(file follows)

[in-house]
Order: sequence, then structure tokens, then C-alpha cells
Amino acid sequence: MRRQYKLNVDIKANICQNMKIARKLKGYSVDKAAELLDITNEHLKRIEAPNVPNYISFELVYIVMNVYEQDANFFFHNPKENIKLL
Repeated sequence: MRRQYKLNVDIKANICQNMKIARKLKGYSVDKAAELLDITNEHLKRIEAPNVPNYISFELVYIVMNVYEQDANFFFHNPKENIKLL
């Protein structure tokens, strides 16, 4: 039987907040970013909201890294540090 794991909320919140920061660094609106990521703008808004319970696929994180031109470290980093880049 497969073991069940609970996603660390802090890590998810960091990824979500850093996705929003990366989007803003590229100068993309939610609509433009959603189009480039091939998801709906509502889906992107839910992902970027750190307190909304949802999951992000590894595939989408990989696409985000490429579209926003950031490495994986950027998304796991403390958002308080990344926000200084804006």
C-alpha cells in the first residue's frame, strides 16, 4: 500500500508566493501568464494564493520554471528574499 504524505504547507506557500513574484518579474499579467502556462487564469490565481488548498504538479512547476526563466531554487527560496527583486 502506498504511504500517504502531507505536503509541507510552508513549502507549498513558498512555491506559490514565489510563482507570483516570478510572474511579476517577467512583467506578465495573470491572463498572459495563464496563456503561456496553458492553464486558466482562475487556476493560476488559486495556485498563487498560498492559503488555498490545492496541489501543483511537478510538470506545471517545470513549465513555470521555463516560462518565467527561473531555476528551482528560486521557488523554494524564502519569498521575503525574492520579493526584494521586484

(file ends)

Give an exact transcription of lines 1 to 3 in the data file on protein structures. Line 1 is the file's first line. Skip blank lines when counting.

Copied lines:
[in-house]
Order: sequence, then structure tokens, then C-alpha cells
Amino acid sequence: MRRQYKLNVDIKANICQNMKIARKLKGYSVDKAAELLDITNEHLKRIEAPNVPNYISFELVYIVMNVYEQDANFFFHNPKENIKLL